A lot has been said and written recently about young people fresh out of college, with a degree/diploma or two to show for it, looking to get a foothold on the ever shifting ground of today's economy.
If you go by what's been reported, the kids are having a hard time.
Unemployment among them is unacceptably high, underemployment even higher. There's a growing sense that they've been let down.
It's not just here. You certainly got that message from Italian labour minister Enrico Giovannini's recent lament over high youth unemployment in Europe. "We have the best ever educated generation in the continent, and we're putting them on hold."
It's so easy to suggest that the solution to the problem is just a good fix away, that all we need is to make a few adjustments here and there to our economic models and nobody who doesn't want to will ever have to miss another step again.
This has happened before, and it will happen again. According to one authority, there have been 36 financial crises worth recording in the last two centuries alone. Thirteen in the 19th century. Seventeen in the 20th. Six already in the first 10 years of this century.
At that rate of acceleration we can soon expect a financial crisis every month, then every week, then every day, until the crisis becomes permanent and we can confidently rename it status quo.
According to the laws of turbulence (also known as chaos), that status quo will go on to create its own crises, and the whole thing will start all over, slowly at first and then with accelerating speed. And on and on it will go.
That young people just starting out should get more pushed around by economic fluctuations than adults who are well into their careers only stands to reason. It's one thing to be already on the turning carousel, comfortably bobbing up and down, quite another to try and jump on, especially when things are spinning out of control because the brakes have failed again.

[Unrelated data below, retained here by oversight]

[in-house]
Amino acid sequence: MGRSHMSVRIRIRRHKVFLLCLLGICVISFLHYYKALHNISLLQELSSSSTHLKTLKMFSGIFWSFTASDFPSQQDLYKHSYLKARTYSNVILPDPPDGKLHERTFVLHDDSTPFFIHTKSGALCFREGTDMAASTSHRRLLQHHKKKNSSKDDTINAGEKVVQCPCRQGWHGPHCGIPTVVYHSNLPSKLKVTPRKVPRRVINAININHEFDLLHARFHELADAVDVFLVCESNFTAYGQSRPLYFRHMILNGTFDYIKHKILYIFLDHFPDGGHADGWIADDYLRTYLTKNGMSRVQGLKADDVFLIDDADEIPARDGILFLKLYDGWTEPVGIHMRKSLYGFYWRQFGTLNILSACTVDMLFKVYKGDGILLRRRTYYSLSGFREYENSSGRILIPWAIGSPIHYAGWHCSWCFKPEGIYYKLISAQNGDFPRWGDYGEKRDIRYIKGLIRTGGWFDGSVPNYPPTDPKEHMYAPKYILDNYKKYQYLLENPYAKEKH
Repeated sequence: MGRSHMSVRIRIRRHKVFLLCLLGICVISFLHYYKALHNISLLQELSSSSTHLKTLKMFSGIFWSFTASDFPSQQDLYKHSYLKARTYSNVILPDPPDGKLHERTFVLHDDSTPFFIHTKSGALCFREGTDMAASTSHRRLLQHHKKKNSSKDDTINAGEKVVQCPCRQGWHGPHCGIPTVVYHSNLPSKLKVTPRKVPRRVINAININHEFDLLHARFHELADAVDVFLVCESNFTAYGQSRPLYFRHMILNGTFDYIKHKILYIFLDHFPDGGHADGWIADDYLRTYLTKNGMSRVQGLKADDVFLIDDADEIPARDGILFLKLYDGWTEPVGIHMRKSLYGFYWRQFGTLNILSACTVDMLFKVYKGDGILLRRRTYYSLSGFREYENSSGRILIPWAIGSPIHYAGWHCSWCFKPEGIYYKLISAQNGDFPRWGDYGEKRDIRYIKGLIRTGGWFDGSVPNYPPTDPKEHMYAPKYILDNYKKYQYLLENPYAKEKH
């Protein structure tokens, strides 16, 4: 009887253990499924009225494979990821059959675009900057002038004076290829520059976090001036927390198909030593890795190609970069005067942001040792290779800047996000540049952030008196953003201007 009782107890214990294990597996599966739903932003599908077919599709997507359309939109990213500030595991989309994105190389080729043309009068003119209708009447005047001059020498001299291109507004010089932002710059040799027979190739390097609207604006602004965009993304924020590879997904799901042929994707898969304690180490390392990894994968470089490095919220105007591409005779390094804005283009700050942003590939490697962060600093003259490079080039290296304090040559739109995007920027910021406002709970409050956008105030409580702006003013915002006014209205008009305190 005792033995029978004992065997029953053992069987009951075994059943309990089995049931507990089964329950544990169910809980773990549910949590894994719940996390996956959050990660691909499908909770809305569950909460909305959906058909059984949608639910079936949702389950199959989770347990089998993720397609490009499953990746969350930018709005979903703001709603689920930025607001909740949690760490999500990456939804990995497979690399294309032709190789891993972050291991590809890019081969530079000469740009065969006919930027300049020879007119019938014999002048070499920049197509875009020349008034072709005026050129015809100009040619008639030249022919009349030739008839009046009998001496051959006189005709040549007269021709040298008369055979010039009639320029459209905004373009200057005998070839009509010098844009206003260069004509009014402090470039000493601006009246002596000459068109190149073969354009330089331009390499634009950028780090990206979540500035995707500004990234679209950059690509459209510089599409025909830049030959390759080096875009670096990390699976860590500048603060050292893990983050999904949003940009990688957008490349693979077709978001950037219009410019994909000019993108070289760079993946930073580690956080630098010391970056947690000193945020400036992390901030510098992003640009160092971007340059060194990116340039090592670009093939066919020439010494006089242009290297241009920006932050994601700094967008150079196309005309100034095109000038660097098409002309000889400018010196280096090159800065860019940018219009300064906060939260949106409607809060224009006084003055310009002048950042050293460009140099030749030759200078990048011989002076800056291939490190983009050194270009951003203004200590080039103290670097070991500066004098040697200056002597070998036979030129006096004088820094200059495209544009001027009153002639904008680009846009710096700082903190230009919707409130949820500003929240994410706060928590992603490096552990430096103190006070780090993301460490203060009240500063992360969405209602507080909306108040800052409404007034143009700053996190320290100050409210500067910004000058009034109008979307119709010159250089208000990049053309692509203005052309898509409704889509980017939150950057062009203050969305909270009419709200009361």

No, we're not letting the young people down. In some ways we're more helpless than they are, quite pathetic really, hanging on to our smiling horses with ever so slightly mounting fear, stomach in ever so slightly tightening knots, as the world around us keeps whirling faster and faster, and it seems so dangerous with the kids being tossed all over the place while we feebly call out to them to be careful.
Enrico Giovannini is right, though. They're the nimblest, best educated generation ever, even if their spelling does leave a lot to be desired.
And no wonder. We nurtured them along with the most advanced educational toys our money could buy. We took them on daily visits to Sesame Street and everything it has to offer. We gave them the new math that made them think rather than just count. And if that wasn't enough we gave them their own commercialized teen culture as an early introduction to the real world.
They're a smart bunch, much smarter than we were when we were their age. It's been said they may just be smart enough to save the world.
Well, they're not likely to save the world from the red carpet that ushers them straight from college to the merry-go-round, nor are they likely to save the world once firmly seated on their bobbing horses.
This is not to suggest that unemployment is good for them. It isn't. But I'm not sure that investing their future in the increasingly dysfunctional carousel is the alternative either.
What may have a better chance of saving this generation, and the world for that matter, is what a 24-year-old graduate student from McGill University talked about when interviewed about the challenges of being young, well educated, and looking for a job. "You have to be incredibly comfortable with ambiguity," he said.
The media are watching this, witnessing it, describing it, analyzing it, and would have us know the young are in trouble.
Were they ever not?